Flow Past a General Body of Revolution
The approach outlined in Section 7.9 may be extended by distributing increasingly sourcesink pairs of finite strength inside the body or along the body axis. The sum of the source and sink strengths must be zero if the body is to be closed. Simple body shapes may be treated in this way; however, solutions for body shapes of practical interest are necessarily numerical in character. If it is required to find the pressure distribution on a suitably slender body of revolution, then an approximate analytical solution may be found that uses source singularities distributed along the body axis. The velocity potential for a uniform flow superposed with a source distributed along the body axis from to x2 is expressed as follows (see Karamcheti, 1967):
(7.37)
where Д£) is the source strength per unit length, /(^)d^ is the infinitesimal source strength at x = x, and the point (x, r) is a field point in cylindrical coordinates as shown in Figure 7.11. The student may verify that this expression for the velocity potential satisfies the Laplace’s Equation. Also, study the derivation of an analogous expression for the stream function that is carried out in Section 7.11.
Using Eq. 7.37 and applying the tangencyboundary condition at the surface of a given body leads to an integral equation for the unknown sourcestrength distribution, /(^). Rather than directly solving this integral equation for the sourcestrength distribution, it is assumed that the slenderness ratio, e, of the body is small, where e = [(maximum body radius)/(body length)]. For small e, the integral operator containing /(^) can be expanded asymptotically in a power series (Wang, et al, 1985). It then may be shown that the source distribution, /(x), as well as the values of x1 and x2, can be related to the axial distribution of the body crosssectional area, S(x). When these expressions are used in Eq. 7.37, the result is an asymptotic expansion for the velocity potential, which is expressed in terms of a simple geometric property, S(x), of the body. The velocity components on the body surface and, hence, the inviscid flow pressure distribution follow directly by definition. A similar approach for slender axisymmetric bodies in a supersonic flow is discussed in compressible flow text books.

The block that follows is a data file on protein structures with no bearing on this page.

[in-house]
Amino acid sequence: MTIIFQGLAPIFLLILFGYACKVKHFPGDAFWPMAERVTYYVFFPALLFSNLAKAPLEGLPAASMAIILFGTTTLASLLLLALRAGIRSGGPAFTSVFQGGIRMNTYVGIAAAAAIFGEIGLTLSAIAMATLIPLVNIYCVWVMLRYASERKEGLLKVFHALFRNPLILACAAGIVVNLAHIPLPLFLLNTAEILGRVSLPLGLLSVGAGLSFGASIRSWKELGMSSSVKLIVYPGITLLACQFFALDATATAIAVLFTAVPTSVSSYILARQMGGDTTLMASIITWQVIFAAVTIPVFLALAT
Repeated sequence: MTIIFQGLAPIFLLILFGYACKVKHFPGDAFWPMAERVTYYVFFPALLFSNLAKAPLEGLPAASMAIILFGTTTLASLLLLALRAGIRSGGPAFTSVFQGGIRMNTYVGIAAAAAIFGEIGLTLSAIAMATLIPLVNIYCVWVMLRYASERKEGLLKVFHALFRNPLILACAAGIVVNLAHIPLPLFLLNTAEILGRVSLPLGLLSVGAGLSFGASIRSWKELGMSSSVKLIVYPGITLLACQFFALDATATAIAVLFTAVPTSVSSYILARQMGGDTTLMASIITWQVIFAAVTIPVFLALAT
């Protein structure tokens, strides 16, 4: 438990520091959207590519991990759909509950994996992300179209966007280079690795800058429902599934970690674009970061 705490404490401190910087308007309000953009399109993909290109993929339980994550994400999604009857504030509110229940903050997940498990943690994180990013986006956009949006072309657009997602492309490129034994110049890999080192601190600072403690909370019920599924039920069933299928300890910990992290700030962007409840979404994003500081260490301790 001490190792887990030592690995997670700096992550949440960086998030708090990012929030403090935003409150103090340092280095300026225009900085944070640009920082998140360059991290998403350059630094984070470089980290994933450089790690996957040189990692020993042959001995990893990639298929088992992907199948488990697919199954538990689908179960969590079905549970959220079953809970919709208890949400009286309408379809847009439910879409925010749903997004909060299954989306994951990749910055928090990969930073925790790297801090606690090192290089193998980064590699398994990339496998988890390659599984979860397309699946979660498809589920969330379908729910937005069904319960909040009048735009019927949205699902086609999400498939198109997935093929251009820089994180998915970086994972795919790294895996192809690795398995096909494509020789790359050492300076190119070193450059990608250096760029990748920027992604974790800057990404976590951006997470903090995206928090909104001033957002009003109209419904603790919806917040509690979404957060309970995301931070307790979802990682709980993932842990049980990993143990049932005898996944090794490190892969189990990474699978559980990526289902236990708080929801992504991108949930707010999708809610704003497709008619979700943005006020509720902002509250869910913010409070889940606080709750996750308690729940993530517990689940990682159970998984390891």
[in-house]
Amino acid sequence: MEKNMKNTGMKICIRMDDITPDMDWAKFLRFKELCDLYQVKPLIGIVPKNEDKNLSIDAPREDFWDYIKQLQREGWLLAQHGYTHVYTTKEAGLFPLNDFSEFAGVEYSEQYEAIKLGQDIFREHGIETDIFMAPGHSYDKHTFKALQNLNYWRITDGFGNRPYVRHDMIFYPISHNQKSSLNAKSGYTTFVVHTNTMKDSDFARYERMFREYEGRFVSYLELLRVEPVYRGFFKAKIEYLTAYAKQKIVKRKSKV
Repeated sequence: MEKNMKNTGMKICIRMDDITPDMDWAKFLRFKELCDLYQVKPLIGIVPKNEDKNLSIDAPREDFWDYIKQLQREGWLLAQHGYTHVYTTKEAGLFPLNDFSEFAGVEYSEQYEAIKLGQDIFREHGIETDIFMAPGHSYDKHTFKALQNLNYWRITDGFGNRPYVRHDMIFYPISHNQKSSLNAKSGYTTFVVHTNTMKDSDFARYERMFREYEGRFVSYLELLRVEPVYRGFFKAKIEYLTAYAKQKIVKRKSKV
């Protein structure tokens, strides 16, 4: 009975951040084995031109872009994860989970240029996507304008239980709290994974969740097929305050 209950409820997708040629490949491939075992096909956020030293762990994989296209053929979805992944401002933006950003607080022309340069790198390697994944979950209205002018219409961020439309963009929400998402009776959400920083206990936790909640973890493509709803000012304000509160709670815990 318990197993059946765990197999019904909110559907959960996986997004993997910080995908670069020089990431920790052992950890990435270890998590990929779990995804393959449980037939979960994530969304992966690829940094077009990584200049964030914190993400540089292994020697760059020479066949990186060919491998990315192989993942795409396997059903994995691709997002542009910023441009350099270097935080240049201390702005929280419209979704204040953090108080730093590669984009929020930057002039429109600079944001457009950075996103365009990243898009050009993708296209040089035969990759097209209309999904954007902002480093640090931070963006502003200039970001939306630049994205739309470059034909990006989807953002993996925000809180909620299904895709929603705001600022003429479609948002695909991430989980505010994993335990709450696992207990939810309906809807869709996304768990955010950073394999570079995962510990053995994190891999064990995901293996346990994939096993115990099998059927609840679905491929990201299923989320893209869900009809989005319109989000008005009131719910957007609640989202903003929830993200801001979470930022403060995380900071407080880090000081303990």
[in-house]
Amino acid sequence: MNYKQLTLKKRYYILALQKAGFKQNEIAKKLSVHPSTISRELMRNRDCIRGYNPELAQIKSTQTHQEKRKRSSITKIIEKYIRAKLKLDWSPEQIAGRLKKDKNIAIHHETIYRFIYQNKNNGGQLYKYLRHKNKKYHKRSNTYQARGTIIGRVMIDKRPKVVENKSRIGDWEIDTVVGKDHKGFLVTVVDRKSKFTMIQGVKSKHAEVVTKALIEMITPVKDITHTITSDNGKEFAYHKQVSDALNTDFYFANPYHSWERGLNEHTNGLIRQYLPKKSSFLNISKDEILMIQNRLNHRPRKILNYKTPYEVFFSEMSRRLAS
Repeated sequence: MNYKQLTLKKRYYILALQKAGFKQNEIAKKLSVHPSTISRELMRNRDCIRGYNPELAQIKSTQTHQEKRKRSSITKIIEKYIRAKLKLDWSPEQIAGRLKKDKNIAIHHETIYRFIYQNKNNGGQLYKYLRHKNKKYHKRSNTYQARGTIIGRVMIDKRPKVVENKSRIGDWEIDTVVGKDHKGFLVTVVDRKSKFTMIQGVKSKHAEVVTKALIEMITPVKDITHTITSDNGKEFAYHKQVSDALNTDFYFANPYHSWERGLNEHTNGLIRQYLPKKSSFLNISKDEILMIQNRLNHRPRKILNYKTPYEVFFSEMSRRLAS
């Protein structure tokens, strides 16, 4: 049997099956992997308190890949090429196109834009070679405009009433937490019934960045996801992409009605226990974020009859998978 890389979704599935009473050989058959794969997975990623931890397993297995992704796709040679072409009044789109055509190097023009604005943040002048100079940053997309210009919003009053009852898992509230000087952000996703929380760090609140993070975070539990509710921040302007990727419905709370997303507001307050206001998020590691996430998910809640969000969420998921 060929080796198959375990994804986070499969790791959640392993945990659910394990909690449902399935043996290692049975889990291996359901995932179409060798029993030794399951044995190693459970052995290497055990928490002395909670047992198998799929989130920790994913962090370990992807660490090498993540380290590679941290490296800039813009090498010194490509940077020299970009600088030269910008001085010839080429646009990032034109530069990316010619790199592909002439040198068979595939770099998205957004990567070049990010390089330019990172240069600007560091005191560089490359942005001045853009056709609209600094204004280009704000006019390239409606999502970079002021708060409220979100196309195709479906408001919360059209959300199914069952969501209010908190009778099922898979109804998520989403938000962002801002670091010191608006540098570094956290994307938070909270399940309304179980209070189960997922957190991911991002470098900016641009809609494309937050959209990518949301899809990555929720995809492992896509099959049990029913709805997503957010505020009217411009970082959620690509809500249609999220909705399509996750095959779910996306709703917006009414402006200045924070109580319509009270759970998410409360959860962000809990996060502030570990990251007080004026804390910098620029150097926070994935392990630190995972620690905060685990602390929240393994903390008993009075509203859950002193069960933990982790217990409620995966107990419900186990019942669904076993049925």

Figure 7.12 shows the pressure coefficient on the surface of an ellipsoid as evaluated by an exact analytical solution and by a numerical solution. Also shown in this figure (i. e., the solid line) is the pressure coefficient as calculated from the approximate velocity potential obtained by using the asymptotic approach discussed previously. Notice that when the body is slender, e = 0.10, the approximate solution agrees
r
Fig. 7.11. Coordinate system and continuous source distribution.









well with the exact result, whereas for a body that is not so slender, e = 0.20, the asymptotic solution does not predict the exact result as well.
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